Withdraw guilty plea in deferred adjudication situation?
Under what circumstances is it possible to withdraw a guilty plea in a deferred adjudication situation? Deferred adjudication is not exactly as described by some attorneys. The long term consequences of an arrest on your record are devastating to some careers. New information indicates a good shot at prevailing in a trial. Thus the guilty plea was obtained without all the facts, by intimidation. What is the legal mechanism to withdraw a guilty plea?
But first: You don't say how long ago the plea was. Or what you were chaged with, or whether the attorney was retained or appointed, or whether it is a misd or a fel charge, or if you have priors, and if so what those were. All of these factors bear on what your answer will be.
Second: The plea was made in open court. You were asked "are you pleading guilty because you are guilty and for no other reason?" And you answered "Yes". That is called a judicial admission (of guilt). Hard to come back from. You are above the age of criminal majority.
Third: IF YOUR ATTORNEY KNEW of the exculpatory information and withheld it from you, you have a shot at getting the plea withdrawn. IF THE STATE KNEW of the exculpatory information, and contrary to law (Brady v. Maryland, inter alia) witheld it anyway, ANY YOU CAN PROVE IT, you have a pretty good shot at withdrawing your plea or (and this is probably your best remedy anyway HIRE ANOTHER ATTORNEY, and file a Writ of Habeas Corpus alleging Ineffective Assistance of Counsel and Failure of the State to comply with their duty to turn over to you and your counsel all excuplatory information in their actual and constructive possession.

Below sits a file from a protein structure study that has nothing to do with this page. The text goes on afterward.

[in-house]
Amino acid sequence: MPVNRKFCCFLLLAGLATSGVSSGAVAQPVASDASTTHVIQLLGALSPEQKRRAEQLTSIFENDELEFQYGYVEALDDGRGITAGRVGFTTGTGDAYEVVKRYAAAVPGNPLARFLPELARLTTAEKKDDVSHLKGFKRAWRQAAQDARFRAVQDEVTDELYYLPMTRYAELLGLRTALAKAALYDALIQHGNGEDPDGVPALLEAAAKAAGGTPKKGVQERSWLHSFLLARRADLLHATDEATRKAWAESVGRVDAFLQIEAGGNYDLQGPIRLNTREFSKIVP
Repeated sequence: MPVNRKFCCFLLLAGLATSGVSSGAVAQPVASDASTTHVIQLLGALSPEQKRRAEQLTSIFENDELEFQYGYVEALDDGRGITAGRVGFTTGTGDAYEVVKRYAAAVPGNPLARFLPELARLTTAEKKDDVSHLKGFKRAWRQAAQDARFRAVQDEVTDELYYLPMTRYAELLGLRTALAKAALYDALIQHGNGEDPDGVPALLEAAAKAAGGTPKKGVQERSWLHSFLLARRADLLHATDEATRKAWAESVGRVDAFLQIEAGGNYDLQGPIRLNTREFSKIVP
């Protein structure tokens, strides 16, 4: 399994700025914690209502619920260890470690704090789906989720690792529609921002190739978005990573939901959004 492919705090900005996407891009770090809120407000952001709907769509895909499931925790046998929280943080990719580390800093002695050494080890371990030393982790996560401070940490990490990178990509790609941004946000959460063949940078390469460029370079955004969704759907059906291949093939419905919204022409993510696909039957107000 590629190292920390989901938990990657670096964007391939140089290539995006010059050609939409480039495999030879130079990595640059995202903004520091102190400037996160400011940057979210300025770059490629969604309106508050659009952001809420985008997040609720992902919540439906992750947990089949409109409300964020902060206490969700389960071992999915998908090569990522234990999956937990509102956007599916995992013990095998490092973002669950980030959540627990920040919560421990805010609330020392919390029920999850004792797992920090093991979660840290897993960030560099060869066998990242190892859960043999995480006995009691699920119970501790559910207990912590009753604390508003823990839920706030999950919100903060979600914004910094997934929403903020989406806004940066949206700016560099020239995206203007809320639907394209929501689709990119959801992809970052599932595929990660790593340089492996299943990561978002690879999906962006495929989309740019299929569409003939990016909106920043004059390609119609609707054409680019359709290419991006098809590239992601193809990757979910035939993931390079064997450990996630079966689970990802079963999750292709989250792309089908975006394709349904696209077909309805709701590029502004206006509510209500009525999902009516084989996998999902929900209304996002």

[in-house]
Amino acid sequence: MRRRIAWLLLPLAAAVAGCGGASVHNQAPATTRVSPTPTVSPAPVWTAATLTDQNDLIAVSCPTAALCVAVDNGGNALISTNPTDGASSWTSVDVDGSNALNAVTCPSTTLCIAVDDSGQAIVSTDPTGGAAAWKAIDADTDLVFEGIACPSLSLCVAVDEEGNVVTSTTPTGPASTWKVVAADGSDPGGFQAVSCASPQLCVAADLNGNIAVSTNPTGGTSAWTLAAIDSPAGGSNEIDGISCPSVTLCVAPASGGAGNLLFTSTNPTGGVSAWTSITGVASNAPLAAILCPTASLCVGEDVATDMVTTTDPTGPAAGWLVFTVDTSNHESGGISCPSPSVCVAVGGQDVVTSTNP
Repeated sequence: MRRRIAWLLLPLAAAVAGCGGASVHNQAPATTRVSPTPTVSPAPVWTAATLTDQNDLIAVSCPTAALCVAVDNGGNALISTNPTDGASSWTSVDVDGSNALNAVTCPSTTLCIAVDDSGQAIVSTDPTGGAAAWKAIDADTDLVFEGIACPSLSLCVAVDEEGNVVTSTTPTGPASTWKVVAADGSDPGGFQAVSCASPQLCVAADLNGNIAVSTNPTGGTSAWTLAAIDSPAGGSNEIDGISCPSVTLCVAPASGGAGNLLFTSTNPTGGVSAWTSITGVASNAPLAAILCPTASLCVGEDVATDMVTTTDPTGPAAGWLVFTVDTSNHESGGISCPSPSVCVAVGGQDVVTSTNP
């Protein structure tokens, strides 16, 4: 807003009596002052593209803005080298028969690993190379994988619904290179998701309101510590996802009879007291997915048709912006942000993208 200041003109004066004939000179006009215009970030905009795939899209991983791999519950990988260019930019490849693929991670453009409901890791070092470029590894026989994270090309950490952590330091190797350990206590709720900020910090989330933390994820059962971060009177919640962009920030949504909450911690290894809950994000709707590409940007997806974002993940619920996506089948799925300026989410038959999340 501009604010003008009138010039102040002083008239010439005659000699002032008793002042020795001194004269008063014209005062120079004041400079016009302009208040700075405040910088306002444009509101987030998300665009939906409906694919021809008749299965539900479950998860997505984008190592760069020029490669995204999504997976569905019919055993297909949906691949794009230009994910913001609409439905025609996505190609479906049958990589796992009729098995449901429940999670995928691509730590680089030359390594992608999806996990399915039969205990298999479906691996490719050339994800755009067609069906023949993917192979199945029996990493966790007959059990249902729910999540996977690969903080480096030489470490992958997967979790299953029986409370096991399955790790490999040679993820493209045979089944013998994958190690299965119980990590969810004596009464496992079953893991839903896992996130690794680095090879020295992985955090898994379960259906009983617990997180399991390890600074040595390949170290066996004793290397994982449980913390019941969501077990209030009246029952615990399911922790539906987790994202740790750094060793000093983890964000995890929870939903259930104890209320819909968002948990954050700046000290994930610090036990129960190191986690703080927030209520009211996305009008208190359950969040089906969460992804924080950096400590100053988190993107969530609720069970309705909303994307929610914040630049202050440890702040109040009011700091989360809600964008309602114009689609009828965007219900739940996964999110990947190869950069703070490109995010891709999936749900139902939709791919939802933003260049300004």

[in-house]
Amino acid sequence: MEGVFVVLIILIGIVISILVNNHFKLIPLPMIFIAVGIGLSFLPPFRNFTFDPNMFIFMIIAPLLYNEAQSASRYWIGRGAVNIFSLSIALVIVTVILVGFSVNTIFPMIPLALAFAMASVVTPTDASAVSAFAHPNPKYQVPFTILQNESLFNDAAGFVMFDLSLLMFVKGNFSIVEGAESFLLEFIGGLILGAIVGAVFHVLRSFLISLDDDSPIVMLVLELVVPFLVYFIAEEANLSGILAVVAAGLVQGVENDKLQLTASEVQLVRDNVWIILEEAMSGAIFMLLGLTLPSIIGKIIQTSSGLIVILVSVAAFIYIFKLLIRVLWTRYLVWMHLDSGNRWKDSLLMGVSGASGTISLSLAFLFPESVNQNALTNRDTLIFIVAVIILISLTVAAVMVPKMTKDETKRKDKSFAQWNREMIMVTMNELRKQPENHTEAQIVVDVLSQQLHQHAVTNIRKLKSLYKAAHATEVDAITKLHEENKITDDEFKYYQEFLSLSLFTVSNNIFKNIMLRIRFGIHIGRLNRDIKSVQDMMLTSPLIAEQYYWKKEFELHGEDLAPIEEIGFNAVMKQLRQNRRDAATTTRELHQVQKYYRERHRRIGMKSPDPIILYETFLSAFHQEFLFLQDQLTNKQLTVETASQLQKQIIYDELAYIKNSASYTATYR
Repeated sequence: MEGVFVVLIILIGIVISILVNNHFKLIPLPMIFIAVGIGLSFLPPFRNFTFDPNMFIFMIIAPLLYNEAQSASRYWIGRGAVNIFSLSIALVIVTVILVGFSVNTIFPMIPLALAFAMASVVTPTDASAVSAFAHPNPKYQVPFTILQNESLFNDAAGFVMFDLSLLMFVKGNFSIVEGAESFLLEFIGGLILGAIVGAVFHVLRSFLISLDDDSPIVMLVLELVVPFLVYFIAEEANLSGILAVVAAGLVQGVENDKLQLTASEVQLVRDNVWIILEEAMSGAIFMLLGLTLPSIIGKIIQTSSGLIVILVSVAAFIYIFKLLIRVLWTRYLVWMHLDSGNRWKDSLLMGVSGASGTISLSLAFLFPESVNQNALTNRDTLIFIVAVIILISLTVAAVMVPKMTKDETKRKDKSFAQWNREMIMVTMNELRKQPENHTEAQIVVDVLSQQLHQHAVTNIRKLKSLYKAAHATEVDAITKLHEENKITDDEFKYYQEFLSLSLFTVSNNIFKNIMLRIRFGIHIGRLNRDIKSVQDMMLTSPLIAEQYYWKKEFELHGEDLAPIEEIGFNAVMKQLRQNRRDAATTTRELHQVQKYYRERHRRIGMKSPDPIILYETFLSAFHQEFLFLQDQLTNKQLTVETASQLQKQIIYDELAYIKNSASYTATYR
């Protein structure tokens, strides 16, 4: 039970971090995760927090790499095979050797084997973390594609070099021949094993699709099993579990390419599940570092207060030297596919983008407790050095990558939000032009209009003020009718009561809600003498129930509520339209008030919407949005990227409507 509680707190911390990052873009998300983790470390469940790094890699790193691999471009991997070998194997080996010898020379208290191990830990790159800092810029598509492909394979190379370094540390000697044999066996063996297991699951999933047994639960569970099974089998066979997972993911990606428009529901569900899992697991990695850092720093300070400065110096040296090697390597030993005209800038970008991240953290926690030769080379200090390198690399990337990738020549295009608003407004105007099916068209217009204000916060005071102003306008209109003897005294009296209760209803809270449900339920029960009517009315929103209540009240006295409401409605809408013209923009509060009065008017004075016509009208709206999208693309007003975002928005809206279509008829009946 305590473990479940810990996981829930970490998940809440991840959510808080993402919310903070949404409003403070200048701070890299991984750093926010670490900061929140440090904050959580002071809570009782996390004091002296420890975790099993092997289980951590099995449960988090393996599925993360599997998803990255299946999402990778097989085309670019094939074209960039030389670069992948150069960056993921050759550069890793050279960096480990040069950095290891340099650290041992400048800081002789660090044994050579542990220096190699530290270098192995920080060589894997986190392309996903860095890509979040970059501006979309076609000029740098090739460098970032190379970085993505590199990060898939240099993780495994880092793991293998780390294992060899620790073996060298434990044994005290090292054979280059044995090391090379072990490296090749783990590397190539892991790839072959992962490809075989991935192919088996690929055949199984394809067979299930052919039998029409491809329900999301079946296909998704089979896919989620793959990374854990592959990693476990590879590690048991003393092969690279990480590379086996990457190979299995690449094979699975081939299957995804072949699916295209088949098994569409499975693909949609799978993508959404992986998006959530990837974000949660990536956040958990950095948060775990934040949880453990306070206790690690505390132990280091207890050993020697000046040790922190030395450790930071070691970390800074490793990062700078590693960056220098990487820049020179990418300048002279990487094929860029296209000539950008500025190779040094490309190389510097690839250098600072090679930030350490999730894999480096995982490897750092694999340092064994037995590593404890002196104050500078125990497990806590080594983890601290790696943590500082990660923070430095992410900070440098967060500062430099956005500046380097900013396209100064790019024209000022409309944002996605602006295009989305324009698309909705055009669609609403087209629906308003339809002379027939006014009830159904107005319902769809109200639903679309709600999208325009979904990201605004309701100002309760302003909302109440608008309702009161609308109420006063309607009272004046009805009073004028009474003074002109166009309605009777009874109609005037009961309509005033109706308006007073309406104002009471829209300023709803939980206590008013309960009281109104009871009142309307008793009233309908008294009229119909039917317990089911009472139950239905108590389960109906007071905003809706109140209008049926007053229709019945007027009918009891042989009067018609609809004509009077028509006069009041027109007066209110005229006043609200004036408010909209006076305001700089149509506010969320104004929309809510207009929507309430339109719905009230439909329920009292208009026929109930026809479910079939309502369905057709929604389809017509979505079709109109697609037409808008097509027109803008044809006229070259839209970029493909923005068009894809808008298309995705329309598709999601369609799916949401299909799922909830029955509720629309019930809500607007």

Fourth, if your attorney was coercing a plea from you, Boy Howdy do you need a new attorney.
If you successfully complete DADJ/DD:
a) a conviction will not appear on your criminal record.
b) you will, after a time, be able to file a Petition to Limit the Distribution of Criminal Information to limit the number of entities who can see the facts surrounding this charge, and to some extent, its existence. This is not an expunction, which would wipe the slate clean. You are ineligible for that since community supervision is involved in the disposition of the matter.
This answer is in the nature of general information only and does not constitute legal advice or the formation of... more
This answer is in the nature of general information only and does not constitute legal advice or the formation of an attorney-client relationship.